In a sign of the fluidity of the discussion surrounding the ventilator production, the Department of Health on Monday posted an announcement notifying potential manufacturers that it was “currently updating” the specification for the Rapidly Manufactured Ventilator System scheme.
    “Until the new specification is available you should continue to follow the guidance in this document but be aware of changes to follow,” the notice added.
    Government sources said officials would further narrow down the shortlist of potential manufacturers on Tuesday in light of the new guidance.
    A government spokesperson said: “Designing and manufacturing a ventilator from scratch usually takes years, but in the four weeks since Ventilator Challenge was launched, we have made rapid progress, with new designs currently being tested by clinicians to ensure they meet the necessary standards for patient safety and effectiveness of treatment.”
    Yet the delay also casts doubt on the preparedness of the National Health Service to cope with the peak of cases and follows criticism over a lack of personal protective equipment, such as gloves and masks, for frontline staff.
    Health secretary Matt Hancock told the BBC’s Andrew Marr Show earlier this month that 18,000 ventilators would be needed in the coming weeks, down from an original target of 30,000.
    The NHS now has access to 10,120, including 200 it acquired last week and up from 8,175 in mid-March. Germany is donating 60 ventilators and US president Donald Trump has said the British government asked Washington for 200.
    One Whitehall official insisted there was adequate intensive care capacity. “There is early evidence of ICU admissions levelling off. We have plenty of ventilator beds across the country so there is confidence that we can meet demand,” they added.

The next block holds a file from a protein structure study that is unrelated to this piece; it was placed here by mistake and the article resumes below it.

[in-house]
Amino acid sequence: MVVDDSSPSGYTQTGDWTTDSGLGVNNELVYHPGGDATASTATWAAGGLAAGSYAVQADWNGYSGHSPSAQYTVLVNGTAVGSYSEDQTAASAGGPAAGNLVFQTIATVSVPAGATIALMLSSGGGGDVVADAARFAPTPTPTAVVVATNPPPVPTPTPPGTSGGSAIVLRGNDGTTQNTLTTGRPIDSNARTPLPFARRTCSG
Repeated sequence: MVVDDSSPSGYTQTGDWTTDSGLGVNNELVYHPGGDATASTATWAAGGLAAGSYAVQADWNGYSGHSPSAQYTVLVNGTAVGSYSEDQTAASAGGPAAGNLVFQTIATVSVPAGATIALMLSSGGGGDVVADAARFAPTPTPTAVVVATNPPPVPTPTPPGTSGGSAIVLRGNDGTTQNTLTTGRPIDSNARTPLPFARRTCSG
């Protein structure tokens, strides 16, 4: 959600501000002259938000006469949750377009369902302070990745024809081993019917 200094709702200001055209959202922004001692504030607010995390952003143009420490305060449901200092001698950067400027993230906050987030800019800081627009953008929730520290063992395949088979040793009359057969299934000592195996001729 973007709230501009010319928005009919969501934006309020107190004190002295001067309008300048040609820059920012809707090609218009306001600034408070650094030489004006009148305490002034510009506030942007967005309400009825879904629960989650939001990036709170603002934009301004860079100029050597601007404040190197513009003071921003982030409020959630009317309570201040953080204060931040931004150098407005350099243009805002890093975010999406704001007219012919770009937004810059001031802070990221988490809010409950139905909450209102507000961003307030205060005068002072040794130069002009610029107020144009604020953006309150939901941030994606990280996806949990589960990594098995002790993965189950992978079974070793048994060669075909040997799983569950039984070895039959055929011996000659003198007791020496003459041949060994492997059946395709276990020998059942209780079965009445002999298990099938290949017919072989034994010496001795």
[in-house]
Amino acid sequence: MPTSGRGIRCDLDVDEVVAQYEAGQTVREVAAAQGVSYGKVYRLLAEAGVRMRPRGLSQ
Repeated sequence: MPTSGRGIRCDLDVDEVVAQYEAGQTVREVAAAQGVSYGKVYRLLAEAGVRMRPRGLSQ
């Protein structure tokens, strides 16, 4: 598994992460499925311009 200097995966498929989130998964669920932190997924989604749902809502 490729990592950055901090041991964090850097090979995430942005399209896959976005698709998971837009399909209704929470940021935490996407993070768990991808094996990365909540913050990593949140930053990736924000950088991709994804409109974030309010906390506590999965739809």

Alison Pittard, the dean of the Faculty of Intensive Care Medicine, which represents intensive care professionals, confirmed that the medical profession had initially requested that UK industry focus on making simpler ventilators for the early-stage treatment of Covid-19 patients.
    The decision was taken after patients in Italy were not found to need highly specialised ventilators in the early stages of their condition, and in recognition of the fact that non-specialist manufacturers would not be able to make high-specification machines at speed.
    “It was decided that patients in early stages would go on to simple ventilators, and if they needed to go on for a prolonged period, they would be switched up to another [more sophisticated] device,” she said.
    One senior intensive care doctor warned that a fixation on ventilator numbers was not helpful, however. “In terms of providing intensive care beds, it’s not just ventilators,” they said. “You need more equipment, hemofiltration machines, [and] staff as well.”

    Exactly what I forecast: Dyson, GTech etc wasted their time and money. UK Formula 1 Project Pitlane realised hoop jumping imperative and had sample Pressurised Breathing Aid fast-track approved by MHRA before production